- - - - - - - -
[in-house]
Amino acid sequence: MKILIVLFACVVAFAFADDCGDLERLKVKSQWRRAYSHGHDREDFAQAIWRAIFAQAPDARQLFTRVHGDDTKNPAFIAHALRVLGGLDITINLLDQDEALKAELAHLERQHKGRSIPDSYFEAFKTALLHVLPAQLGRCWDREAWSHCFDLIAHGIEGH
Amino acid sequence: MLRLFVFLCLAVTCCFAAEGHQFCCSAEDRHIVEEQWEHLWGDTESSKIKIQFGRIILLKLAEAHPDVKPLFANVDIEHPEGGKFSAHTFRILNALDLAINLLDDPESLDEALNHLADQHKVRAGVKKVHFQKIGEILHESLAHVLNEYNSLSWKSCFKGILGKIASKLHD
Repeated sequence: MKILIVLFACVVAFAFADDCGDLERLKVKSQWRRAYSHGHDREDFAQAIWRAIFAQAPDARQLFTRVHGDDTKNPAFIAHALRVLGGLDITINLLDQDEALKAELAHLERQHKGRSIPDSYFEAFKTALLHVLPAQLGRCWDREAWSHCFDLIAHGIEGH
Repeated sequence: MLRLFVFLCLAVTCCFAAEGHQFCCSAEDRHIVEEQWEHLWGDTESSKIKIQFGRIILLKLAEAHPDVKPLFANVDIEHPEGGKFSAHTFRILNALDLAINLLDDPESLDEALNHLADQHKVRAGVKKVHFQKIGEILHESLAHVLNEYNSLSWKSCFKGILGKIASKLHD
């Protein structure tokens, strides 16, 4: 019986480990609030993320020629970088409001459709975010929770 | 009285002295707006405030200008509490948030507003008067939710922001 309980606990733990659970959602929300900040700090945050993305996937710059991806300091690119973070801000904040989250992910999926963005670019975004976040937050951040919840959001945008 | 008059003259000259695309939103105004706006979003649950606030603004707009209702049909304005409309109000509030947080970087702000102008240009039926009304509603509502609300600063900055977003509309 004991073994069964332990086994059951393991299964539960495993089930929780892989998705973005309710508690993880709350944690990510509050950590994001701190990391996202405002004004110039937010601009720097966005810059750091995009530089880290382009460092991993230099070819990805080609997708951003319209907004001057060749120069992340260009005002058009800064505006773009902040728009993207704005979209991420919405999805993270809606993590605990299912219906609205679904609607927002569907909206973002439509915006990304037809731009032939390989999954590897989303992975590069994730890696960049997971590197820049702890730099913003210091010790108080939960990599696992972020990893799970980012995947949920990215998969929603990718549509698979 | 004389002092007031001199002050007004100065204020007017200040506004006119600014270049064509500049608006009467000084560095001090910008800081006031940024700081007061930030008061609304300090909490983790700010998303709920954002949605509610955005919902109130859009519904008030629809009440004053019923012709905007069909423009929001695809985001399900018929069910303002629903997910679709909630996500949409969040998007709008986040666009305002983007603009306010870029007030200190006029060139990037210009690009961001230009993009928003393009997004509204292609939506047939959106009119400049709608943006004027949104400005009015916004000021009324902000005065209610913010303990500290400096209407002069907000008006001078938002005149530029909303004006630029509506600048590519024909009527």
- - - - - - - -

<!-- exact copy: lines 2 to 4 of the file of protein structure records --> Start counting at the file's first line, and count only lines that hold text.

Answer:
Amino acid sequence: MKILIVLFACVVAFAFADDCGDLERLKVKSQWRRAYSHGHDREDFAQAIWRAIFAQAPDARQLFTRVHGDDTKNPAFIAHALRVLGGLDITINLLDQDEALKAELAHLERQHKGRSIPDSYFEAFKTALLHVLPAQLGRCWDREAWSHCFDLIAHGIEGH
Amino acid sequence: MLRLFVFLCLAVTCCFAAEGHQFCCSAEDRHIVEEQWEHLWGDTESSKIKIQFGRIILLKLAEAHPDVKPLFANVDIEHPEGGKFSAHTFRILNALDLAINLLDDPESLDEALNHLADQHKVRAGVKKVHFQKIGEILHESLAHVLNEYNSLSWKSCFKGILGKIASKLHD
Repeated sequence: MKILIVLFACVVAFAFADDCGDLERLKVKSQWRRAYSHGHDREDFAQAIWRAIFAQAPDARQLFTRVHGDDTKNPAFIAHALRVLGGLDITINLLDQDEALKAELAHLERQHKGRSIPDSYFEAFKTALLHVLPAQLGRCWDREAWSHCFDLIAHGIEGH